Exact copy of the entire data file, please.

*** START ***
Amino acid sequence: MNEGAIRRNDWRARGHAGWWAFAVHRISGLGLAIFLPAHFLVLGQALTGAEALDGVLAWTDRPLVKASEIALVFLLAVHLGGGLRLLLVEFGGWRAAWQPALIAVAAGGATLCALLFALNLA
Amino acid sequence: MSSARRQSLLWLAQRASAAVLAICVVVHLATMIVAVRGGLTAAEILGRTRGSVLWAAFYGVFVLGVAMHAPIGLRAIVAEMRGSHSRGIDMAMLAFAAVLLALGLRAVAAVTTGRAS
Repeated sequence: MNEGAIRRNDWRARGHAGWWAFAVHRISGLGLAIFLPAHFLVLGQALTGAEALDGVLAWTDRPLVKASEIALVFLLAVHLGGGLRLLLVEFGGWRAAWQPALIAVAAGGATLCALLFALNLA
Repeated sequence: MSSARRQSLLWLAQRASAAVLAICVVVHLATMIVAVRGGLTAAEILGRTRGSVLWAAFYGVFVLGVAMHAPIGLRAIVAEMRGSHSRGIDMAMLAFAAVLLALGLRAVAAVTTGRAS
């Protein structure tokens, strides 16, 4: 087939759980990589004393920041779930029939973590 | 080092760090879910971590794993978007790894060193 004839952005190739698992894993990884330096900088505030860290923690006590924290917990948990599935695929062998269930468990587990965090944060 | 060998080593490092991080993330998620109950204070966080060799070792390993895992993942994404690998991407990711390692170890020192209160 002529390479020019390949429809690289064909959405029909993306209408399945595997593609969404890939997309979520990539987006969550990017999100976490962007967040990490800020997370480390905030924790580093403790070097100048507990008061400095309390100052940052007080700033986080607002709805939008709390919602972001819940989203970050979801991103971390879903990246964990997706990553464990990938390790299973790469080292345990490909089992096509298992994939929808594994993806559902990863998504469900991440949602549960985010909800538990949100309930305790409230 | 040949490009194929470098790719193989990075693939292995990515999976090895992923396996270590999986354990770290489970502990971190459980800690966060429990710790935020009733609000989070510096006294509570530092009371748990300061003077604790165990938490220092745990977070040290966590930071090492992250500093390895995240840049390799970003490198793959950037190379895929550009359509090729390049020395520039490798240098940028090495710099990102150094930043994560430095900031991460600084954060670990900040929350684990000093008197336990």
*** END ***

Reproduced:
Amino acid sequence: MNEGAIRRNDWRARGHAGWWAFAVHRISGLGLAIFLPAHFLVLGQALTGAEALDGVLAWTDRPLVKASEIALVFLLAVHLGGGLRLLLVEFGGWRAAWQPALIAVAAGGATLCALLFALNLA
Amino acid sequence: MSSARRQSLLWLAQRASAAVLAICVVVHLATMIVAVRGGLTAAEILGRTRGSVLWAAFYGVFVLGVAMHAPIGLRAIVAEMRGSHSRGIDMAMLAFAAVLLALGLRAVAAVTTGRAS
Repeated sequence: MNEGAIRRNDWRARGHAGWWAFAVHRISGLGLAIFLPAHFLVLGQALTGAEALDGVLAWTDRPLVKASEIALVFLLAVHLGGGLRLLLVEFGGWRAAWQPALIAVAAGGATLCALLFALNLA
Repeated sequence: MSSARRQSLLWLAQRASAAVLAICVVVHLATMIVAVRGGLTAAEILGRTRGSVLWAAFYGVFVLGVAMHAPIGLRAIVAEMRGSHSRGIDMAMLAFAAVLLALGLRAVAAVTTGRAS
């Protein structure tokens, strides 16, 4: 087939759980990589004393920041779930029939973590 | 080092760090879910971590794993978007790894060193 004839952005190739698992894993990884330096900088505030860290923690006590924290917990948990599935695929062998269930468990587990965090944060 | 060998080593490092991080993330998620109950204070966080060799070792390993895992993942994404690998991407990711390692170890020192209160 002529390479020019390949429809690289064909959405029909993306209408399945595997593609969404890939997309979520990539987006969550990017999100976490962007967040990490800020997370480390905030924790580093403790070097100048507990008061400095309390100052940052007080700033986080607002709805939008709390919602972001819940989203970050979801991103971390879903990246964990997706990553464990990938390790299973790469080292345990490909089992096509298992994939929808594994993806559902990863998504469900991440949602549960985010909800538990949100309930305790409230 | 040949490009194929470098790719193989990075693939292995990515999976090895992923396996270590999986354990770290489970502990971190459980800690966060429990710790935020009733609000989070510096006294509570530092009371748990300061003077604790165990938490220092745990977070040290966590930071090492992250500093390895995240840049390799970003490198793959950037190379895929550009359509090729390049020395520039490798240098940028090495710099990102150094930043994560430095900031991460600084954060670990900040929350684990000093008197336990």